Miami has the economic inequality that of several countries in Latin America

Miami-Dade County, the most populous in Florida and with 68% of its population of Hispanic origin, shows a disturbing contrast between the number of resident billionaires and a level of income inequality similar to that of Colombia or Panama, according to a report released this week entitled "Towards a more inclusive region".

Inequality places Miami-Dade on par with Panama and Colombia. Image: Flickr
Inequality places Miami-Dade on par with Panama and Colombia. Image: Flickr

The study published by the International University of Florida (FIU) shows that the prosperity of this region is not shared equally. It is home to 30 billionaires, the tenth highest concentration in the world, and, at the same time, one of the most economically unequal places.

In the economic income pyramid, there is deep and generalized poverty and a small and increasingly reduced middle class with a large labor force that depends on poorly paid jobs.

The subjugating image of its culture and diversity, its subtropical and urban landscape, with beaches and first-class entertainment, contrast with the harsh reality that Miami-Dade has the second largest gap in the nation between those who have and those who do not. They have only surpassed by New York.

Inequality places Miami-Dade on par with Panama and Colombia

It can be said that the metropolitan area of ​​Miami is a history of two cities, since it attracts the richest people in the world and, at the same time, offers an economy based on the service sector and tourism, which generates a level of very low wages and, therefore, one of the most unequal economies in the United States.

The state of poverty in Miami totals 14.3% of the population.

The region shows the highest poverty rate among the elderly among the country's large metropolitan areas and a youth poverty rate that is significantly higher than the overall poverty rate.

A poverty index that also shows a racial dimension. Compared to whites, African-Americans are 2.5 times more likely to live in poverty, while Hispanics are almost twice as likely as Anglo-Saxons.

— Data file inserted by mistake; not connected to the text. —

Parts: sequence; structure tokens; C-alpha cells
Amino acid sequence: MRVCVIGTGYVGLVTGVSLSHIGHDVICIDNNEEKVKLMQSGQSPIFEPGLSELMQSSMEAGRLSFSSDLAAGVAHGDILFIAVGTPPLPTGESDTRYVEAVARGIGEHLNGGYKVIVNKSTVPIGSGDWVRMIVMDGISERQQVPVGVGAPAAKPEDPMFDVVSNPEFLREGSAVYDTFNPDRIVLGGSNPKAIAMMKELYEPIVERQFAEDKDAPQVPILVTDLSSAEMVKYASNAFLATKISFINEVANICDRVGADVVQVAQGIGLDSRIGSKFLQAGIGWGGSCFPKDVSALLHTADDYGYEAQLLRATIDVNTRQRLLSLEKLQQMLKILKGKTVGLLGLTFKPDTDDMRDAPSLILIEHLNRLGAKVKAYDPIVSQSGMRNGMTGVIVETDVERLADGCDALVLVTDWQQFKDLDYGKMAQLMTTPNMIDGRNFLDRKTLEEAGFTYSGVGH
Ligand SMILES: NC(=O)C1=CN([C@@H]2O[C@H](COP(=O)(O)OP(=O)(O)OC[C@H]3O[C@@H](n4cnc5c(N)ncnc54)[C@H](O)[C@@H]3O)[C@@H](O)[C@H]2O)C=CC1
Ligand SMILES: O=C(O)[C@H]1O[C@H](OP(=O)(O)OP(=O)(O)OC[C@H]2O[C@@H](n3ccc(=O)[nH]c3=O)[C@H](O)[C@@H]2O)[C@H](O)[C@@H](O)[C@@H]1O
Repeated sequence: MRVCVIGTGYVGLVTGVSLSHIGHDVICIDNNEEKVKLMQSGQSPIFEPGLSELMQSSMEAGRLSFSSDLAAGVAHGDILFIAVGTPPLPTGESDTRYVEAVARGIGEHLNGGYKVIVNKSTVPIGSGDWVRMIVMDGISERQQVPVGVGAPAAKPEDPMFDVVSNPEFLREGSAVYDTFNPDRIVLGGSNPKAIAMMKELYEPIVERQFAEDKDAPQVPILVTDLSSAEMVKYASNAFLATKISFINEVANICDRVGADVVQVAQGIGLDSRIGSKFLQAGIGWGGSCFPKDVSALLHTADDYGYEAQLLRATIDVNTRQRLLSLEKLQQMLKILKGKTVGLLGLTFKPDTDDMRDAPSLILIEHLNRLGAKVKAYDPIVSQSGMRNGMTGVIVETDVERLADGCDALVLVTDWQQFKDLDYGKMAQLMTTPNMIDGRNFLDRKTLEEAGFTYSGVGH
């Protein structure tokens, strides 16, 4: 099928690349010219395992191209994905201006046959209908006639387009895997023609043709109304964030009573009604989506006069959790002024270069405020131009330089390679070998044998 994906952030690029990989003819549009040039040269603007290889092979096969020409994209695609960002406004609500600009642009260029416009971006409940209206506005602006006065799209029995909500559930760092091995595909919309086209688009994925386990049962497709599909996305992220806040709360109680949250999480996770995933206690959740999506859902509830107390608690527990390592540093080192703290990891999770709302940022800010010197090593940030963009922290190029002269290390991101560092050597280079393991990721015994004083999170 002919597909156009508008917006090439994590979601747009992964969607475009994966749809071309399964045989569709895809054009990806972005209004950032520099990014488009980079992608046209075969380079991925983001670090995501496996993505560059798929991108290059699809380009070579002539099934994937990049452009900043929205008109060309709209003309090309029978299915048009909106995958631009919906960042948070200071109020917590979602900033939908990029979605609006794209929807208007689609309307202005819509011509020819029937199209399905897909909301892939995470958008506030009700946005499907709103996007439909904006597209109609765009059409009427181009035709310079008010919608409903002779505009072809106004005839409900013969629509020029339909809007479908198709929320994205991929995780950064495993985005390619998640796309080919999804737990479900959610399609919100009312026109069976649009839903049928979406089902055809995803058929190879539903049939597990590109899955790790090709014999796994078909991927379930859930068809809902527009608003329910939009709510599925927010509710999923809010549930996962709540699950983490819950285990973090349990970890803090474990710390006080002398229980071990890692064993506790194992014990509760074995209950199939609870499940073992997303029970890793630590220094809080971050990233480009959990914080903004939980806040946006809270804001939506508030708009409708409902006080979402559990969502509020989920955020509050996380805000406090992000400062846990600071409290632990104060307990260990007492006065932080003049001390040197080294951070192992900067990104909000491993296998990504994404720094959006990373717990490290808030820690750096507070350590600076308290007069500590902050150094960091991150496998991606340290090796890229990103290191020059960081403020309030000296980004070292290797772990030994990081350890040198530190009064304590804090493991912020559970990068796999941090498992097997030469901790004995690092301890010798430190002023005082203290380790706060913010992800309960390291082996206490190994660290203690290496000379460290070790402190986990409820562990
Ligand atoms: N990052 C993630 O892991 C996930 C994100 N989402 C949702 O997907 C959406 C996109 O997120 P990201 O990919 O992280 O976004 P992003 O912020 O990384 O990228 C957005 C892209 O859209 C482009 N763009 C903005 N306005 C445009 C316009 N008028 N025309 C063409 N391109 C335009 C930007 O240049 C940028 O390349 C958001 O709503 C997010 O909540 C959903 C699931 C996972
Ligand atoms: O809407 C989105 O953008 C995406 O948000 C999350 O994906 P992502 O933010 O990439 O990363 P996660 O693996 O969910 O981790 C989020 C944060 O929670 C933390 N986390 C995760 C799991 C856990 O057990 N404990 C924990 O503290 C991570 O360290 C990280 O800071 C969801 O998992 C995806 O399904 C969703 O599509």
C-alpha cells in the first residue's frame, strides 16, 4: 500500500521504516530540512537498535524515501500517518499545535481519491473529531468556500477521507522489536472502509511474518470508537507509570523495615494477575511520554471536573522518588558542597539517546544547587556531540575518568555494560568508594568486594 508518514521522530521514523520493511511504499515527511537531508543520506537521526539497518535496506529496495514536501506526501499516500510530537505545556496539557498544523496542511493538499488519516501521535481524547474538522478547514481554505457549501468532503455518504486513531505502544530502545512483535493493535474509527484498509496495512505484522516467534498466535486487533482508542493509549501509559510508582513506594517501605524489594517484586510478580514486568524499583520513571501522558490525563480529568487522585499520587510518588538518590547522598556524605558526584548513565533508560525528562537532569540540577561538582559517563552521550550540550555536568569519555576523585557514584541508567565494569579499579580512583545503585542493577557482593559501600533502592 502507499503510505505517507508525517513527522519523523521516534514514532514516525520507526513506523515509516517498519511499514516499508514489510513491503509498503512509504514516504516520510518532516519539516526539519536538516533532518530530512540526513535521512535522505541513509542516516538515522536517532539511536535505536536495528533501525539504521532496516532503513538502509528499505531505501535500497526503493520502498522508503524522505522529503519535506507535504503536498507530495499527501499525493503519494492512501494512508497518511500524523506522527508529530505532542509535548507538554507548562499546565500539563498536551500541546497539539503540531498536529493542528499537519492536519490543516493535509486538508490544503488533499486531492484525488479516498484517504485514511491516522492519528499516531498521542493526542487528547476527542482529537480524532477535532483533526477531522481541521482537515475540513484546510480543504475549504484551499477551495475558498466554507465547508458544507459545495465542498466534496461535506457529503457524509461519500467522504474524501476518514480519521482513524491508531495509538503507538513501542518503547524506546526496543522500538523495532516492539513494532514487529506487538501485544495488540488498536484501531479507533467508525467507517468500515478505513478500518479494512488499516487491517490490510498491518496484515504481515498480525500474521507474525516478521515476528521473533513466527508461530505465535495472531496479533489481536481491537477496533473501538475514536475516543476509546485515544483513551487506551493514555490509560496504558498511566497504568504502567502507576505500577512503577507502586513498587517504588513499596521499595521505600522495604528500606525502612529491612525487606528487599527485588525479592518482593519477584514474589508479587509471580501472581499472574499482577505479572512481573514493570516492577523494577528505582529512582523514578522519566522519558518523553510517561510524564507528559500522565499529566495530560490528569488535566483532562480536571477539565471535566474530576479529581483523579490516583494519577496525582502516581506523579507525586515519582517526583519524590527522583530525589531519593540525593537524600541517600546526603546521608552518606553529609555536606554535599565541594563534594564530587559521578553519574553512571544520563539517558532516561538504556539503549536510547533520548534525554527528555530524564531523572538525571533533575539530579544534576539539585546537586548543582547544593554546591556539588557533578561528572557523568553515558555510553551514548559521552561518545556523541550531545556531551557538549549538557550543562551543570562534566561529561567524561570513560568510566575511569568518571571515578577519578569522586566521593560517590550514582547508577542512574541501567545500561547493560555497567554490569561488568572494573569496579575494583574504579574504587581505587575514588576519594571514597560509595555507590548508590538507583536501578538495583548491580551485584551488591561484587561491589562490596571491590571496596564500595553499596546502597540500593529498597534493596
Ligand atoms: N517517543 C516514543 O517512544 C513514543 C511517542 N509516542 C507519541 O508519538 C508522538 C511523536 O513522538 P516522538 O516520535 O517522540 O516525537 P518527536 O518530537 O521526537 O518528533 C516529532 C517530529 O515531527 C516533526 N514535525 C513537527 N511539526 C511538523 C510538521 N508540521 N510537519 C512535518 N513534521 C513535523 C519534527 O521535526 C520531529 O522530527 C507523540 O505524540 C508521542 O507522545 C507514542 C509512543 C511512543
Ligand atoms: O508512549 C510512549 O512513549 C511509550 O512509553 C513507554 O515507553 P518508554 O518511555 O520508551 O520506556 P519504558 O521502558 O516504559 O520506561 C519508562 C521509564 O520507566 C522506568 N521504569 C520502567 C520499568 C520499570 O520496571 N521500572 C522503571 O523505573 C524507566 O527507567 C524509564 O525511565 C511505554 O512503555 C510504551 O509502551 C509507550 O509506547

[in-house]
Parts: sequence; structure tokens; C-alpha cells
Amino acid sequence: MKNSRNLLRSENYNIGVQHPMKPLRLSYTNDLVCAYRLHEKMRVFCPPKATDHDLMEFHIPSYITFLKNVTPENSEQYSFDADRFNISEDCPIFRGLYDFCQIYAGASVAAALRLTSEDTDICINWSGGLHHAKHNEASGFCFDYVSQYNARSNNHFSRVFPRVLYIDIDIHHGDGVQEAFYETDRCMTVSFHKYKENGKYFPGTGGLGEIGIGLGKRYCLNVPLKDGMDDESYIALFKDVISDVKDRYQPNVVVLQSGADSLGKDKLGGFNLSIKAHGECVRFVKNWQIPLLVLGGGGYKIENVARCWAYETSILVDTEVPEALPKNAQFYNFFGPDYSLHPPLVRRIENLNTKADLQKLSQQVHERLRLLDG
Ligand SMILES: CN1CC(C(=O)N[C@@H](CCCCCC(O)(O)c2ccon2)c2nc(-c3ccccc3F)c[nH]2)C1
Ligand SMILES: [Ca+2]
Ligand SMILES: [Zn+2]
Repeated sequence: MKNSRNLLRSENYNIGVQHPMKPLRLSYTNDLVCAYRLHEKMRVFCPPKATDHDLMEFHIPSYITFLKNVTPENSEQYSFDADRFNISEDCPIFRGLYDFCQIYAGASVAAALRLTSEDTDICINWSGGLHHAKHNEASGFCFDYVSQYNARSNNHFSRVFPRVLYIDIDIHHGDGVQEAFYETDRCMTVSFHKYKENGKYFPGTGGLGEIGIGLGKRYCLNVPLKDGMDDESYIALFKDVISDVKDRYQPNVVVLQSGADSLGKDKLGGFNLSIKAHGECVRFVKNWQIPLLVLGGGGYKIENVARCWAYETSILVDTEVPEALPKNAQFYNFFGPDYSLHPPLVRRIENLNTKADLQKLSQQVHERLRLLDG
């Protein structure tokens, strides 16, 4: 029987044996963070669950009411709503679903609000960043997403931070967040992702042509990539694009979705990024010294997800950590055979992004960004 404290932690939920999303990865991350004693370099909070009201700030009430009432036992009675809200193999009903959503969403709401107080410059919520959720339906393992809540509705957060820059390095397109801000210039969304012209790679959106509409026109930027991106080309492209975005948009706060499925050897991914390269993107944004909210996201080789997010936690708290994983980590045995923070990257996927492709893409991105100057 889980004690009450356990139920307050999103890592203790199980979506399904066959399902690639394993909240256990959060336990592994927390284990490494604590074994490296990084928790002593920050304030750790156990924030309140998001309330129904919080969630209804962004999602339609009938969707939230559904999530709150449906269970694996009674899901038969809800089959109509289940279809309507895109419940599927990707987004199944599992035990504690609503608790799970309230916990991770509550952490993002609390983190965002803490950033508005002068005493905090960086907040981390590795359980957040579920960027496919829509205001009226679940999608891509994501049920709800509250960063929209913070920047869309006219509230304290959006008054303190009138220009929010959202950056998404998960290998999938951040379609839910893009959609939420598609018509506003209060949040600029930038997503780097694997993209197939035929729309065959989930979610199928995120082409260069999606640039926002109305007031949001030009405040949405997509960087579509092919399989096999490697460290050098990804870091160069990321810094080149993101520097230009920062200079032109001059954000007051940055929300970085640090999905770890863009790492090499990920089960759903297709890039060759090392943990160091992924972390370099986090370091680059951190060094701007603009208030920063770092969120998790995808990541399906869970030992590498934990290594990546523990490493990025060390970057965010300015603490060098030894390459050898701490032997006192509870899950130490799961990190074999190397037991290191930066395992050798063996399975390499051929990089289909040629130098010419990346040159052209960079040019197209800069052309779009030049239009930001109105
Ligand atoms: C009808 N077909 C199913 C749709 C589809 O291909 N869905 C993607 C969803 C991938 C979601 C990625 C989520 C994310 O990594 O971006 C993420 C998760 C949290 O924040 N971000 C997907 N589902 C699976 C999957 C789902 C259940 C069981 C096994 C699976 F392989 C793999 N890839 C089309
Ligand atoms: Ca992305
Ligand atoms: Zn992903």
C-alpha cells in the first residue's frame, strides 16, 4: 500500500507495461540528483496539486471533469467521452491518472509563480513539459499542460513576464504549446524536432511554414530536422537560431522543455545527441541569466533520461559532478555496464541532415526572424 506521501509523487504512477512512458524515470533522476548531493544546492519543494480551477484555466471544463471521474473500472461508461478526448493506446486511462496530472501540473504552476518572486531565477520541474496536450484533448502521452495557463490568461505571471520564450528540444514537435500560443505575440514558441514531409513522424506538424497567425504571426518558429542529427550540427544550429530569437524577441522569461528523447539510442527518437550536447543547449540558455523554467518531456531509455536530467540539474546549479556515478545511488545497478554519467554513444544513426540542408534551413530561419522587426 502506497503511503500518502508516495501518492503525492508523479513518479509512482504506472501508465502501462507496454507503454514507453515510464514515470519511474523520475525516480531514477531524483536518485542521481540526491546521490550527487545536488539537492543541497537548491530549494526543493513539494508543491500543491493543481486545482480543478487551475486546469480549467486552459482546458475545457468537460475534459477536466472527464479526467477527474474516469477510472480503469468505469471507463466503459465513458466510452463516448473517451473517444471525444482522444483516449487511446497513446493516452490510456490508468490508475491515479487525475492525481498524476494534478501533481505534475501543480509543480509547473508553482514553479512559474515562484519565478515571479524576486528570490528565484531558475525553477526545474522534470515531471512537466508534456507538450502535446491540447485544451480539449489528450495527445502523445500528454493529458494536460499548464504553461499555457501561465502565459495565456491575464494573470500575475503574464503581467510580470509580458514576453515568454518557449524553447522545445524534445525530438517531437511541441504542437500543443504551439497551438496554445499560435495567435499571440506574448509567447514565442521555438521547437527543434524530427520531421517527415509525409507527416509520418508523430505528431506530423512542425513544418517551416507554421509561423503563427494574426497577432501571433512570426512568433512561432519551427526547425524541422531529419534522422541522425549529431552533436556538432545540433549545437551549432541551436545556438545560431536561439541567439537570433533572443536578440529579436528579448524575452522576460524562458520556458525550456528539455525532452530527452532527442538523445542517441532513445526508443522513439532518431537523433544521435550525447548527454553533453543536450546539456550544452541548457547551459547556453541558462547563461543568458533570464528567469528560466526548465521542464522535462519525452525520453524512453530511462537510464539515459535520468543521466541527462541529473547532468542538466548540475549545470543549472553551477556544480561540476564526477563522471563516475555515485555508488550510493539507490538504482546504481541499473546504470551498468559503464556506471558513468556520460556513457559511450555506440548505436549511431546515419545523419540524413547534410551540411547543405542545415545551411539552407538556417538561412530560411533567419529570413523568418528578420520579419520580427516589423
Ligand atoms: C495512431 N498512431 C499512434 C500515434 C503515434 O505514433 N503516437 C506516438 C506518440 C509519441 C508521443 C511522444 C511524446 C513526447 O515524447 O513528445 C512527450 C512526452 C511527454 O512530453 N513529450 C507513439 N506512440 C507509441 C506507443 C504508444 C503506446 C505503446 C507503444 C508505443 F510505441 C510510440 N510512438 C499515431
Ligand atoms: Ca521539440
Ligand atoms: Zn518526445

Another very worrying fact is the progressive reduction of the middle class. Half a century ago, 65% of Miami's population was part of the middle class. However, today that number has been reduced to just over 40%. This situation is influenced by the fact that the economy of the region is dominated by the performance of low-paid services. Nearly half of the Greater Miami workforce targets precarious jobs in sectors such as tourism or retail and food stores.

Among the large metropolitan areas, Greater Miami has the second highest rate of workers in the service sector (with 47.8%), only behind Las Vegas (Nevada). Many of these employees receive a salary of $ 26,532 dollars per year, almost half of what an average highly skilled employee earns ($ 53,275 dollars).

The concentration of poverty is the most striking and devastating, since it not only forces the most vulnerable and unprotected to a hard struggle to meet their daily needs, but also has a corrosive effect on communities. In this context of economic inequality, neighborhoods with a high concentration of poverty tend to remain chronically poor. In fact, almost 15% of residents in Greater Miami live in poverty, taking into account the rate of inflation and the number of people per household.

The study warns of the position of Greater Miami as one of the ten poorest regions of the nation, second only to the metropolitan area of ​​New Orleans, Memphis, and Tucson.

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